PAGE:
Find Photographers »

Elevated Risks

Wednesday January 2nd, 2013

by Maria Luci

Recently, Sharp for Men‘s fashion editor, Luke Langsdale, contacted UK-photographer Ross Woodhall about wo very unique and fairly simple shoots, that eventually turned into a single breathtaking project. One was an outdoor assignment, highlighting gear and outdoor clothing while the other was an indoor shoot for evening wear. Then there was a change of plans, and the two shoots melded into one unbelievable shoot on top of a glacier.

Ross is used to working on mountains for his adventure/sports photography, but usually it’s people in snow pants, skiing or snowboarding. This time, he would be photographing men in tuxedos and wingtips at the edge of a snow-capped cliff. To make the assignment even more magestic, Ross suggested to Sharp that they shoot at the Swiss skiing village of Saas Fee. He knew the village was easily accessible for the clients and that its mountains would provide a breathtakingly beautiful backdrop.

Once the Sharp team was excited about Saas Fee, Ross put them in touch with the Swiss Tourist Board who were “brilliant and took care of almost everything.” Once casting was completed in London, they all flew to the land of fine chocolate and finer watches for a black tie adventure. Of their days on the glacier, Ross says,

Shooting in the mountains is great, I’ve been doing it for 20 years. But you have to be aware of your surroundings, especially in Saas Fee as there are crevasses literally everywhere up there. And our days there were very hectic. Day one was a 6:30am start, on the glacier until 8:00pm.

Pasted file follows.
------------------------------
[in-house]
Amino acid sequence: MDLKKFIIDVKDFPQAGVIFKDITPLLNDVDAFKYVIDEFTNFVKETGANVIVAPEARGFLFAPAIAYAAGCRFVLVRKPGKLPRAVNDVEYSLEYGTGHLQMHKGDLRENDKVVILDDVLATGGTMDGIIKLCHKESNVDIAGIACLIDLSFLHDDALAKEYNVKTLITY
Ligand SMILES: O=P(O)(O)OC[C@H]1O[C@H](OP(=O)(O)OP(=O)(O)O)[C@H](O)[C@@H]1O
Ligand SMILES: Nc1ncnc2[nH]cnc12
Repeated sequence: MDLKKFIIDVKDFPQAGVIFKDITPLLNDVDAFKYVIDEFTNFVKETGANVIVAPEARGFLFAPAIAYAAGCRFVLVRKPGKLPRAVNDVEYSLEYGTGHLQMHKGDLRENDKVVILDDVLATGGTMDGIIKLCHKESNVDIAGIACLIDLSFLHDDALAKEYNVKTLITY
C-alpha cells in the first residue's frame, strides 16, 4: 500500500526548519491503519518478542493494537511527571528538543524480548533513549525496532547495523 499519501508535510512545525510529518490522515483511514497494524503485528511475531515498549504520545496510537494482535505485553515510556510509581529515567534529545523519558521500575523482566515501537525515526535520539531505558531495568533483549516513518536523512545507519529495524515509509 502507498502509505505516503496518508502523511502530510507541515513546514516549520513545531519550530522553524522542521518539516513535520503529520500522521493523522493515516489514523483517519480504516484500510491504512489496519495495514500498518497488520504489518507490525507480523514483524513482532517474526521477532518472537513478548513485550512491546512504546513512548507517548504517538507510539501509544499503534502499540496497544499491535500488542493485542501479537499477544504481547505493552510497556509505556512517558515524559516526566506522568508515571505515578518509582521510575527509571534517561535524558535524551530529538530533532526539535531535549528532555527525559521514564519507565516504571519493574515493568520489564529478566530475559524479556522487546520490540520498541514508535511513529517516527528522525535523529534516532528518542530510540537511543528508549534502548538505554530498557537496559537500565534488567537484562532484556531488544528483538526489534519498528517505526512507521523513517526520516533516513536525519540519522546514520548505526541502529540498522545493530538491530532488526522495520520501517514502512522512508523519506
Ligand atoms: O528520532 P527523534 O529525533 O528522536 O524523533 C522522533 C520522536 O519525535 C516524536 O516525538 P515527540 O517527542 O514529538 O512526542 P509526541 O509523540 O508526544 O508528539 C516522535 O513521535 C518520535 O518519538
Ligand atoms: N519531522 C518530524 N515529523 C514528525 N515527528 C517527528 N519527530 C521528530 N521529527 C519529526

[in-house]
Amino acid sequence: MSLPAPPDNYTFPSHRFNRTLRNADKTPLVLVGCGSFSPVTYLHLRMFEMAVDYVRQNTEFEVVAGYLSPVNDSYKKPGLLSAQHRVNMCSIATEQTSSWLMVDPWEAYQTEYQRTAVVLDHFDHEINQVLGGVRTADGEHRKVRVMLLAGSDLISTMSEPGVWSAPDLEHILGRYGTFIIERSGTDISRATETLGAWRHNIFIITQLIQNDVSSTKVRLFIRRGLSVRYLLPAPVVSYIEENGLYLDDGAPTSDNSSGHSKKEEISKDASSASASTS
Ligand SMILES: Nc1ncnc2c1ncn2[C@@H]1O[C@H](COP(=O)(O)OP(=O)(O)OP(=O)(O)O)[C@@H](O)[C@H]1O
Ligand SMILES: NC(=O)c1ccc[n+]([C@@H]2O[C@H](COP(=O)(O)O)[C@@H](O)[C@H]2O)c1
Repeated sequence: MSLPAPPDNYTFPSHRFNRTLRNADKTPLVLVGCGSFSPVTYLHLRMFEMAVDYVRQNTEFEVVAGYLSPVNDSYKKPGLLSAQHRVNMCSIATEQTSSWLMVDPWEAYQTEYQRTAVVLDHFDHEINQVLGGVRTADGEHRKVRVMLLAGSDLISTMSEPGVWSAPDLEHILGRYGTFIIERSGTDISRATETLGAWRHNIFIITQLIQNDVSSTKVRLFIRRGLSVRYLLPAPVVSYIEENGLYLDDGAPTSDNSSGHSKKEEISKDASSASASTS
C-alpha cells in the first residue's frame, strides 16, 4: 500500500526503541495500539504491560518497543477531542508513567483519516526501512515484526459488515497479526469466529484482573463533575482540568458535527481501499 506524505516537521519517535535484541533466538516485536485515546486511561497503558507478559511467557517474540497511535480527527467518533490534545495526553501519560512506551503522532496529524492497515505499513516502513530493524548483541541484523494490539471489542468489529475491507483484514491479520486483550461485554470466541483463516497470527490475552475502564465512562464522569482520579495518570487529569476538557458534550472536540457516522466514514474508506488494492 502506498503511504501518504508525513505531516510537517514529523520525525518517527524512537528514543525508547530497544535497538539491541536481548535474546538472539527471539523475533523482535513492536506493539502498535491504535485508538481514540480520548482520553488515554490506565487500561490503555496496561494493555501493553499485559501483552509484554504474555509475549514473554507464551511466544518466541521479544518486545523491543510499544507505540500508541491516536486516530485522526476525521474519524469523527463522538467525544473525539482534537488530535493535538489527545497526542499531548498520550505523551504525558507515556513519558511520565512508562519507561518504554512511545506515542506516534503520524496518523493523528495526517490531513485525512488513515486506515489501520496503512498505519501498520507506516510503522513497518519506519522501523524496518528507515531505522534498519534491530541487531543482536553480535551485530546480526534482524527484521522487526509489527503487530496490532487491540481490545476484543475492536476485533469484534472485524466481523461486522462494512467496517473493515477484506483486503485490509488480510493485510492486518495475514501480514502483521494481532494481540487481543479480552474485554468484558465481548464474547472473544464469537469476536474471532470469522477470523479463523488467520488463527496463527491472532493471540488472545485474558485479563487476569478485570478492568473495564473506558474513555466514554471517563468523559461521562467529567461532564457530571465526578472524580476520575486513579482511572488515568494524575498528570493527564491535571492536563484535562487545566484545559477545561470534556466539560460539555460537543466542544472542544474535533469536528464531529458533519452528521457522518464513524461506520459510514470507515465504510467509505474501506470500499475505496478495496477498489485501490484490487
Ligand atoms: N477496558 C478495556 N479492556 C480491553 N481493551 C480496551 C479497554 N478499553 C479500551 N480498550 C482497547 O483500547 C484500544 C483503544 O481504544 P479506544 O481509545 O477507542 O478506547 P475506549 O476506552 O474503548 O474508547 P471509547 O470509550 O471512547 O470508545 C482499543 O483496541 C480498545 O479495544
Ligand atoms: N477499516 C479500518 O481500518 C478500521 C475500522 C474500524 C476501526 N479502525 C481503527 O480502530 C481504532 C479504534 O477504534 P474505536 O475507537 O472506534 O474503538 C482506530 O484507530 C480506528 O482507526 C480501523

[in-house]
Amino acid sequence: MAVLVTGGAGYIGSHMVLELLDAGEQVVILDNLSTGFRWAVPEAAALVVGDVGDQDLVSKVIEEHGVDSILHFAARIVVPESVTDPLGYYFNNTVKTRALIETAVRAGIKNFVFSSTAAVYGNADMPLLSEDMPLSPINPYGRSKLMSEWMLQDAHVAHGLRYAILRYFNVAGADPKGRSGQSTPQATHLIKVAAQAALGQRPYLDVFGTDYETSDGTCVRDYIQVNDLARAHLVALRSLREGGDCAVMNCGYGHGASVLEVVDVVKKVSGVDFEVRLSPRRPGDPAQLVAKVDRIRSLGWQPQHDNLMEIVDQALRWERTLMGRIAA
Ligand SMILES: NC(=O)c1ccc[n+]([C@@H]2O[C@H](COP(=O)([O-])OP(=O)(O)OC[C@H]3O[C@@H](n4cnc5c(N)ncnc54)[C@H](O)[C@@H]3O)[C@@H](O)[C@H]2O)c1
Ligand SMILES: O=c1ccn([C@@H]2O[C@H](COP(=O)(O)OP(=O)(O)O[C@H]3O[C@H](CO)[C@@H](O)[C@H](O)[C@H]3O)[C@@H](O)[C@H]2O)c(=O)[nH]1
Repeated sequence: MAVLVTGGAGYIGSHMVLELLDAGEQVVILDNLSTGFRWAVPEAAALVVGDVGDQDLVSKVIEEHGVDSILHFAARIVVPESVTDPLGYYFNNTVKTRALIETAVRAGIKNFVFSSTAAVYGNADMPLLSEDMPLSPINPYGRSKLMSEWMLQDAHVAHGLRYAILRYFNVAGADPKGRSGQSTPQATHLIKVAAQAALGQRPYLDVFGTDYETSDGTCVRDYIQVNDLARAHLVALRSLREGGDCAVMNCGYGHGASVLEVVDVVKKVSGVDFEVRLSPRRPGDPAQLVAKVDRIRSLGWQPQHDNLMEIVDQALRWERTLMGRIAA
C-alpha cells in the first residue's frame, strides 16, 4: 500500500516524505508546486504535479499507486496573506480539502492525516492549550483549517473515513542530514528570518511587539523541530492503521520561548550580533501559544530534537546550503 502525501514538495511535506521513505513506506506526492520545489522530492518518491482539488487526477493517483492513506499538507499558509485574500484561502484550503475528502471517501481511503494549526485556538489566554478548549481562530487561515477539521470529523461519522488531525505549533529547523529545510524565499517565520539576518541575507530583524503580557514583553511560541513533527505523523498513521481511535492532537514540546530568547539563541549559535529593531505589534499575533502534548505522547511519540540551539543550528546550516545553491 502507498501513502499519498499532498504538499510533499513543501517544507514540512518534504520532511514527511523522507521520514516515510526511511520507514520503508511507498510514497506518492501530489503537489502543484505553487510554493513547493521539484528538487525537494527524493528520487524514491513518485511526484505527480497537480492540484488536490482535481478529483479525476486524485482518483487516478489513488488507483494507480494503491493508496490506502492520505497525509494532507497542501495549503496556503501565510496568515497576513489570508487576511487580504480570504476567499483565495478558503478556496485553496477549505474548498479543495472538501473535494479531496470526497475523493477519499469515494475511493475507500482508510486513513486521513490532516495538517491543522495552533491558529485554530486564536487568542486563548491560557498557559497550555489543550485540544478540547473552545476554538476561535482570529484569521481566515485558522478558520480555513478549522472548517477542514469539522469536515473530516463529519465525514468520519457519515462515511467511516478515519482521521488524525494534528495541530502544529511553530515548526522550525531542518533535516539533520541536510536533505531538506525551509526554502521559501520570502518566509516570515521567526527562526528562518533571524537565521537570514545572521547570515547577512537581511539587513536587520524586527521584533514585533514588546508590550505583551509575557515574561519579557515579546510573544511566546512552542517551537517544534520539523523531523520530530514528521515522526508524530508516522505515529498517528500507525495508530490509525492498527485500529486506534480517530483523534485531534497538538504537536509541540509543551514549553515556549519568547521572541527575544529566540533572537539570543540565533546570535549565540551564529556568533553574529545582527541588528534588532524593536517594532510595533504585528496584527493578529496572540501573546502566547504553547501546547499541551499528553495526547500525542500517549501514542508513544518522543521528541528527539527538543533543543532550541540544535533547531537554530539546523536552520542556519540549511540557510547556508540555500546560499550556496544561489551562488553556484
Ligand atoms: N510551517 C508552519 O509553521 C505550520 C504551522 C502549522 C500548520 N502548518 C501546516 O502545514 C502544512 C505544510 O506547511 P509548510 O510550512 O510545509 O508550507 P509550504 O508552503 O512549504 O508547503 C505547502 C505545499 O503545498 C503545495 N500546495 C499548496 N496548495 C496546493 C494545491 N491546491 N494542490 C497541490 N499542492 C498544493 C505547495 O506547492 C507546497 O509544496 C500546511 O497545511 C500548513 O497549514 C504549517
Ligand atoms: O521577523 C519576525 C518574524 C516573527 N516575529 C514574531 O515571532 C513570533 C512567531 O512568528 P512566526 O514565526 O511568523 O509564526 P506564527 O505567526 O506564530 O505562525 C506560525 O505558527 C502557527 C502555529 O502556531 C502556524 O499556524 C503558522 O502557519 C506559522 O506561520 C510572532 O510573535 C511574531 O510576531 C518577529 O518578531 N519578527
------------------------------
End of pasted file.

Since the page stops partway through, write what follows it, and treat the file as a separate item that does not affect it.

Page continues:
Day two was a later start at 7:30 am, then the equipment and clothing had to be transported up another gondola, dressing room and equipment set up—which on both days where in lift station rooms organized by the tourist board—and then plenty of hiking.

The biggest challenge for Ross and the crew was moving around on the windy glacier with all the equipment—especially the lighting gear (think an umbrella in a hurricane, but the umbrella is 5-feet wide). Their models also had to traverse the uneven rock faces wearing patent leather dress shoes, often teetering on the edge of a 500-ft cliff, with little to no traction to speak of.

Luckily, everyone made it out alive… And Ross was able to capture some stunning and unique photographs. The client loved the images and have used them in both their November and December issues.

View more of Ross’ work at rosswoodhall.com.

Leave a Reply